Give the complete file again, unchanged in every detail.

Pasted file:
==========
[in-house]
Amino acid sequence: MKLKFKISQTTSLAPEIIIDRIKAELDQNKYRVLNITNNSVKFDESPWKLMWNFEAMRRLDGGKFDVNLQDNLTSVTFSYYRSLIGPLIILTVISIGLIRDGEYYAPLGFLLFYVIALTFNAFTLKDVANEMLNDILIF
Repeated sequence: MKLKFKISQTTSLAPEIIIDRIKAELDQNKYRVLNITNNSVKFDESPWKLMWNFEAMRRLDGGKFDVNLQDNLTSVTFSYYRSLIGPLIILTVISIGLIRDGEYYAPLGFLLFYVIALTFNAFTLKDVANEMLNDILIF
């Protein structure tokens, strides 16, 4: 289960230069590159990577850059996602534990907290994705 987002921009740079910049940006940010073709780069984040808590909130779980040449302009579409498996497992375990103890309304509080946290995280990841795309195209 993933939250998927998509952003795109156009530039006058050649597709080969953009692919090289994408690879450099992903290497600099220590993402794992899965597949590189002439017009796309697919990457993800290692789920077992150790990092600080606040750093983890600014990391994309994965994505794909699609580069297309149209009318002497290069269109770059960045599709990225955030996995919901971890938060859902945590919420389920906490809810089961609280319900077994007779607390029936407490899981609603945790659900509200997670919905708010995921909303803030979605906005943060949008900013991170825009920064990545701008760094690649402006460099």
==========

[in-house]
Amino acid sequence: MKLKFKISQTTSLAPEIIIDRIKAELDQNKYRVLNITNNSVKFDESPWKLMWNFEAMRRLDGGKFDVNLQDNLTSVTFSYYRSLIGPLIILTVISIGLIRDGEYYAPLGFLLFYVIALTFNAFTLKDVANEMLNDILIF
Repeated sequence: MKLKFKISQTTSLAPEIIIDRIKAELDQNKYRVLNITNNSVKFDESPWKLMWNFEAMRRLDGGKFDVNLQDNLTSVTFSYYRSLIGPLIILTVISIGLIRDGEYYAPLGFLLFYVIALTFNAFTLKDVANEMLNDILIF
């Protein structure tokens, strides 16, 4: 289960230069590159990577850059996602534990907290994705 987002921009740079910049940006940010073709780069984040808590909130779980040449302009579409498996497992375990103890309304509080946290995280990841795309195209 993933939250998927998509952003795109156009530039006058050649597709080969953009692919090289994408690879450099992903290497600099220590993402794992899965597949590189002439017009796309697919990457993800290692789920077992150790990092600080606040750093983890600014990391994309994965994505794909699609580069297309149209009318002497290069269109770059960045599709990225955030996995919901971890938060859902945590919420389920906490809810089961609280319900077994007779607390029936407490899981609603945790659900509200997670919905708010995921909303803030979605906005943060949008900013991170825009920064990545701008760094690649402006460099």